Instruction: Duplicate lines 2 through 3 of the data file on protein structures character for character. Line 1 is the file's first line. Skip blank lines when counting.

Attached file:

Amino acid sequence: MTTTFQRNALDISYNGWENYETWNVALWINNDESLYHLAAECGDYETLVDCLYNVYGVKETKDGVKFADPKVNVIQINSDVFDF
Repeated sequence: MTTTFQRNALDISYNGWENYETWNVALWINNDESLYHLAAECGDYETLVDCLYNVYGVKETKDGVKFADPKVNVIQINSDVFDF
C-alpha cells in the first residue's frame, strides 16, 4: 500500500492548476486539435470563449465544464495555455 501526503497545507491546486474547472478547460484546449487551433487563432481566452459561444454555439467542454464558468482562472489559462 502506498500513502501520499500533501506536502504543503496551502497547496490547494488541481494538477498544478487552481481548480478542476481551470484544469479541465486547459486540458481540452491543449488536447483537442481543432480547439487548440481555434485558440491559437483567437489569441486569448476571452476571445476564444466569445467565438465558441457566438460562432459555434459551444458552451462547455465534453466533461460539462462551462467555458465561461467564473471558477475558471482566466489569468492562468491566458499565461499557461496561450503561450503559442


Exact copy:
Repeated sequence: MTTTFQRNALDISYNGWENYETWNVALWINNDESLYHLAAECGDYETLVDCLYNVYGVKETKDGVKFADPKVNVIQINSDVFDF
C-alpha cells in the first residue's frame, strides 16, 4: 500500500492548476486539435470563449465544464495555455 501526503497545507491546486474547472478547460484546449487551433487563432481566452459561444454555439467542454464558468482562472489559462 502506498500513502501520499500533501506536502504543503496551502497547496490547494488541481494538477498544478487552481481548480478542476481551470484544469479541465486547459486540458481540452491543449488536447483537442481543432480547439487548440481555434485558440491559437483567437489569441486569448476571452476571445476564444466569445467565438465558441457566438460562432459555434459551444458552451462547455465534453466533461460539462462551462467555458465561461467564473471558477475558471482566466489569468492562468491566458499565461499557461496561450503561450503559442